From this point, conducting the interview is a relatively straight-forward process. Start with the customary introductory questions to get the interviewee talking and to record basic information about the individual. Then, set the stage. Ask appropriate questions about the individual’s environment: the unit or command, the mission, the people with whom the interviewee worked, the challenges encountered. Ask about routine procedures or SOPs, specialized equipment and training, and how the individual lived day-to-day. This last category, that of life in the field, is perishable information that is easy to overlook. If the focus is a headquarters, ask about policies and guidance that were in place. (For many interviews with commanders and staff officers, the EOT questions in Appendix E will be a useful starting point.) If the focus of the interview is a particular activity or action, lead the interviewee to that point, and then have the interviewee recount what transpired. “What happened next?” will keep the interviewee speaking. Focus on the individual: what did the interviewee see or think? Ask for specific details and evidence as follow-up questions: how does the interviewee know something? Who made the decision? What time did an action begin? What was the interviewee thinking at a particular moment? Ask about reasoning or motivation if it is unclear. If the story becomes confused or the historian does not understand something, ask the interviewee to elaborate. Remember, if the historian does not understand the story being told in the interview, later readers of the interview transcript probably will not understand, either. At the end of the interview, ask the interviewee who else should be interviewed on this subject. Then thank the interviewee for his or her time and for helping to document the history of the U.S. Army.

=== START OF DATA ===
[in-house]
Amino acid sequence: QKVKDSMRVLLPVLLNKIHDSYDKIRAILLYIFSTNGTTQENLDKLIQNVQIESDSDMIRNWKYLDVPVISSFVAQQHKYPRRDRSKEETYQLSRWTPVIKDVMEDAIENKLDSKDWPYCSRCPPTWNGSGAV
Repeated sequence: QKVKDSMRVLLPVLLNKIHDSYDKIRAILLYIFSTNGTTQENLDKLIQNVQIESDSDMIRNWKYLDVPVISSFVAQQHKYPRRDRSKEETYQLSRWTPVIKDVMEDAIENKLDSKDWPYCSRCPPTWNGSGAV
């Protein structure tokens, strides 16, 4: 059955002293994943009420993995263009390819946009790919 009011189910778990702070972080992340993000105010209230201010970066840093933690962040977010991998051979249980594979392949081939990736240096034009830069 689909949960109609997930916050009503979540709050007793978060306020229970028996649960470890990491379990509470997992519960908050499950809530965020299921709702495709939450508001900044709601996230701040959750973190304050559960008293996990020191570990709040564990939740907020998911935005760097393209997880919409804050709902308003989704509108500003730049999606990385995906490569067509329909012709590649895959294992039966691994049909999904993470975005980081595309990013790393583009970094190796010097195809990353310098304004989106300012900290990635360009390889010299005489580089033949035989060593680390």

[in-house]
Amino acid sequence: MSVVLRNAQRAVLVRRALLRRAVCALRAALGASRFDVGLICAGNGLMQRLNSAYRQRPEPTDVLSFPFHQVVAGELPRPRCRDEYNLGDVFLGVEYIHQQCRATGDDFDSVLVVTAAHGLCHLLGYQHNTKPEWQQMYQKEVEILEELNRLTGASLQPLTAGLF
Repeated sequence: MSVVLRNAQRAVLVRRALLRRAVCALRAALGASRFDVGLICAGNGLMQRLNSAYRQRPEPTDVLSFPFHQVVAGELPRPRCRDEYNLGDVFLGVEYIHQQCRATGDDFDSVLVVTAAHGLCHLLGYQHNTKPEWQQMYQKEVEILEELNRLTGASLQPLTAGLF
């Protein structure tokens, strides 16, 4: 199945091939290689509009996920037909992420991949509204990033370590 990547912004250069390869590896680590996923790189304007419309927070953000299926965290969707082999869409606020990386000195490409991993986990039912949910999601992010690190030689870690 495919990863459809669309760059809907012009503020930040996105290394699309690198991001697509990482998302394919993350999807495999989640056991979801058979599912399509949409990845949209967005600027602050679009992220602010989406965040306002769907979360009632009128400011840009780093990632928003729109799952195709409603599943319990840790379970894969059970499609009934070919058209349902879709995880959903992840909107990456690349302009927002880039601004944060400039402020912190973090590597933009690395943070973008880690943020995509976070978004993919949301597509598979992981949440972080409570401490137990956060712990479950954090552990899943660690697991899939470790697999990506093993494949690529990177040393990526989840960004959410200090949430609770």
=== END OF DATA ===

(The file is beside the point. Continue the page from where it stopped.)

Even when a solid question list exists, the historian should seek to tailor the list for each interview. Not all questions will be appropriate for each interview. As field historians conduct interviews and observe events, their knowledge will grow, and they should confidently use that knowledge to modify their
question lists in order to ask questions that are personalized for the individual interviewee. Any question list is only a starting point; the interviewer must “develop the situation” based on what he or she encounters and learns during the interview.
Regardless of the specific questions, however, the interviewer should focus on the experiences of the interviewee—what he or she actually did or witnessed. Additionally, the interviewer should be alert to cues from the interviewee that follow-up questions, perhaps departing from the original list, should be asked. As a safeguard against missing potentially important information, always give the interviewee an opportunity to offer information. One method of accomplishing this is to remind the interviewee that he or she is the real subject-matter expert on the topic and then to ask an open-ended question. This often works best toward the end of an interview. One such question is, “ What is something I should have asked you, but have not?” Another is, “If you were a historian writing about X [that is, whatever has been the main subject of the interview], what would you emphasize?” Or, “What can you tell me about your experience that will not appear in the official reports?” Asking such questions shows the interviewee both that the historian is not merely following a pre-determined agenda and that the historian is genuinely interested in what the interviewee has to offer. The resulting responses often can be pleasantly surprising.
Finally, remember that interviewing in the field is a learned skill. As with any skill, performance will improve with practice. Practice developing question lists beforehand. After an interview, engage in self-critique. Which questions worked? Which questions did not? Why? Review interviews that have been conducted, particularly those conducted by other historians. Borrow questions and techniques that appear worthwhile, and ask, “What would I have done differently?”